May be it’s time we went a bit rough on defaulting brands. On first default, the brand should be asked to withdraw the communication. This is also the current practice. For a second default by Brand (even if a different communication), it must be forced to run a corrigendum in same size, duration in three main media. Vehicle used for the misguiding communication. For the third such act, the brand should run a corrigendum and be debarred form advertising in the media where the misguiding communication had appeared.


Meanwhile like DND phone numbers, ASCI should create an easy to access archive of defaulting communication and brands. It must get its member media access and power to deny releasing a defaulting brand communication. May be in addition to the RO, brands must also provide a statement of ownership and confirm that the claims are not objected by ASCI or there exist sufficient data or reports to support the claim.


Media B2B Communication: Something that is very near to the ASCI governing members. And maybe for media B2B communication a directional advice can be given to the brands through remote voting without waiting for defending the brand’s answer.


I would want to see a situation where a brand is prevented from lodging any fresh complaints for a pre-decided time period if the last two complaints by it have not been upheld. Also, a brand against which complaint has been upheld should not be allowed to advertise for some period. I know this will never happen.


Creative Agencies Becoming Mini-Regulators: There is a definite need to sensitise creative and media agencies. They must willingly and as ask their client clarification or detail in case the claims and supports do not match.


There is even a pre-release checking facility at ASCI, where the brands can get an initial non-negative check done wrt the claims and representation. I am not sure how many are aware of and how many have availaed fo the service.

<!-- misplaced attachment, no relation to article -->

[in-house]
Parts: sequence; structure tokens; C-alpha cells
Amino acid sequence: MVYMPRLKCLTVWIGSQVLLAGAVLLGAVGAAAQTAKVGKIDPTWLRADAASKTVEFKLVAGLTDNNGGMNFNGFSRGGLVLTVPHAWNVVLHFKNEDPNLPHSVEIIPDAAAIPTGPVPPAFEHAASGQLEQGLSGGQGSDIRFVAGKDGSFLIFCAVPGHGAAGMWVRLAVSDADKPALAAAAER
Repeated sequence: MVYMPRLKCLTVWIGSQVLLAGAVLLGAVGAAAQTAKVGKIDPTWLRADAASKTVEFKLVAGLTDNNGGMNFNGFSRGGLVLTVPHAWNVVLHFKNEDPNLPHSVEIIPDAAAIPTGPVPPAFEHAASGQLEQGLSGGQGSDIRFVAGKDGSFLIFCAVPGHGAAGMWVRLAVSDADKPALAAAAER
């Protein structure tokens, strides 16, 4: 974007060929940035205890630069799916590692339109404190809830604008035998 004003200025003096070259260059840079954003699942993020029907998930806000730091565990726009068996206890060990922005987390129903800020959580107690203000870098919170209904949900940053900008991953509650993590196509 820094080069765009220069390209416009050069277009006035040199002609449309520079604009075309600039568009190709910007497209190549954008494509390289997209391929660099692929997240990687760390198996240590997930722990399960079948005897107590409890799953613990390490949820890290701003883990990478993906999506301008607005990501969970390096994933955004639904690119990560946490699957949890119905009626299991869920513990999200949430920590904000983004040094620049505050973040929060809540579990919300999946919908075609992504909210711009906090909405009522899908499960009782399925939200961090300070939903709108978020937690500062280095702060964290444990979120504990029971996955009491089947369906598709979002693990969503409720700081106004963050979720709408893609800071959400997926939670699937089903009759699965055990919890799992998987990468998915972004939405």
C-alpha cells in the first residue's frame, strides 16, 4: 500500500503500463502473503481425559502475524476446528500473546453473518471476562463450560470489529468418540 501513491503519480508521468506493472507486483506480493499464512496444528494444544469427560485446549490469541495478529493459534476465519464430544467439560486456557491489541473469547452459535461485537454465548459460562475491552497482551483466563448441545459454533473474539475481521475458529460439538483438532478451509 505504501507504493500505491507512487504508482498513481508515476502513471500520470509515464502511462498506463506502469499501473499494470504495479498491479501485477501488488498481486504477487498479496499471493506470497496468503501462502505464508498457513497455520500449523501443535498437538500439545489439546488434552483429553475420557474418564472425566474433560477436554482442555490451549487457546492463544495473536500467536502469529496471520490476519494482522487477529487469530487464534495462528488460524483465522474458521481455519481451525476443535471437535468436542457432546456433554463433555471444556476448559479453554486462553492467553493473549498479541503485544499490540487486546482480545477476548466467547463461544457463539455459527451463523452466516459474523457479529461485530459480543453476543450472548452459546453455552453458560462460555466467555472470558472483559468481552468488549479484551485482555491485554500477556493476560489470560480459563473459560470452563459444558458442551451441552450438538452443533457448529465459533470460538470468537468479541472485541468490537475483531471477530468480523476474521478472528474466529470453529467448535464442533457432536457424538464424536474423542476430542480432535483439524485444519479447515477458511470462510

Trust me, the era of taking things for granted is over. The offended brands are not going to remain silent. The common man – the ultimate consumer – now knows his/her rights and is willing to challenge brands on their promises. Social media is acting as a sword with twin edges.  Time to cultivate habit of self-regulation at every possible checkpoint. Time to have sub-regulatory teams in client office, in agencies and in media. Time to be far more transparent and vocal against the offending brands and to give ASCI decisions and progress a wider reach.  Or let us be ready for the alternate, which is a terrifying thought.  A new nodal agency thrust upon this industry. Then we know nothing will remain impossible.


Sanjeev Kotnala is Founder and Head Catalyst at Intradia. A Brand, Marketing and Management Advisor. He conducts specialised workshops in the area of IDEATION (Harvest and Liberate) and Innovation (InNoWait). His focus energy in enhancing client’s internal team’s potential and capabilities. In process decreasing their dependence  on external resources. To contact email sanjeev@intradia.in  or tweet at s_kotnala visit www.intradia.in  www.sanjeevkotnala.com.